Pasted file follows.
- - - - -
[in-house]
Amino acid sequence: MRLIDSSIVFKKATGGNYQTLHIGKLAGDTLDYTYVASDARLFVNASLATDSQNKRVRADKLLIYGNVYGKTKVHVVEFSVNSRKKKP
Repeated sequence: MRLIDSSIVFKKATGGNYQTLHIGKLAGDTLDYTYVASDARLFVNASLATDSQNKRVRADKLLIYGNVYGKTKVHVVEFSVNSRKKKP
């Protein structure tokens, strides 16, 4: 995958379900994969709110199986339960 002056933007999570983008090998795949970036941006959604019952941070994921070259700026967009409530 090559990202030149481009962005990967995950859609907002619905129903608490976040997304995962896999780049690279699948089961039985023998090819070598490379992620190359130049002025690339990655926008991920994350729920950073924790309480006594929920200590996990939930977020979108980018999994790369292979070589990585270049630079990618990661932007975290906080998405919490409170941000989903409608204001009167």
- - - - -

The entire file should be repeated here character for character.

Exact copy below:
[in-house]
Amino acid sequence: MRLIDSSIVFKKATGGNYQTLHIGKLAGDTLDYTYVASDARLFVNASLATDSQNKRVRADKLLIYGNVYGKTKVHVVEFSVNSRKKKP
Repeated sequence: MRLIDSSIVFKKATGGNYQTLHIGKLAGDTLDYTYVASDARLFVNASLATDSQNKRVRADKLLIYGNVYGKTKVHVVEFSVNSRKKKP
């Protein structure tokens, strides 16, 4: 995958379900994969709110199986339960 002056933007999570983008090998795949970036941006959604019952941070994921070259700026967009409530 090559990202030149481009962005990967995950859609907002619905129903608490976040997304995962896999780049690279699948089961039985023998090819070598490379992620190359130049002025690339990655926008991920994350729920950073924790309480006594929920200590996990939930977020979108980018999994790369292979070589990585270049630079990618990661932007975290906080998405919490409170941000989903409608204001009167």